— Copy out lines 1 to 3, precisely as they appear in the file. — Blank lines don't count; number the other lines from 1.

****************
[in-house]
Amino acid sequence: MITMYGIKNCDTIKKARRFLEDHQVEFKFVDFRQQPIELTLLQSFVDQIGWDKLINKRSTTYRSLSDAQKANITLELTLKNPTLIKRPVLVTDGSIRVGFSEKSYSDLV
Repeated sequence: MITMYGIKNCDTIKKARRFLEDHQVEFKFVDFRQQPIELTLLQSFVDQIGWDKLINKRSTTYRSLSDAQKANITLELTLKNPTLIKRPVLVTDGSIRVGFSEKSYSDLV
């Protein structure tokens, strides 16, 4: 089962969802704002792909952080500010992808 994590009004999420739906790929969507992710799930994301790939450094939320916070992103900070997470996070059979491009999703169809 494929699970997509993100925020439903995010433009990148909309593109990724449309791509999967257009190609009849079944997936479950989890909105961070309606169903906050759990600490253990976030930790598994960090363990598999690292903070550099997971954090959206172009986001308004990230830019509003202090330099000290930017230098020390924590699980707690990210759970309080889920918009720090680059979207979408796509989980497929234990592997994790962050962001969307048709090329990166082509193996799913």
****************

[in-house]
Amino acid sequence: MITMYGIKNCDTIKKARRFLEDHQVEFKFVDFRQQPIELTLLQSFVDQIGWDKLINKRSTTYRSLSDAQKANITLELTLKNPTLIKRPVLVTDGSIRVGFSEKSYSDLV
Repeated sequence: MITMYGIKNCDTIKKARRFLEDHQVEFKFVDFRQQPIELTLLQSFVDQIGWDKLINKRSTTYRSLSDAQKANITLELTLKNPTLIKRPVLVTDGSIRVGFSEKSYSDLV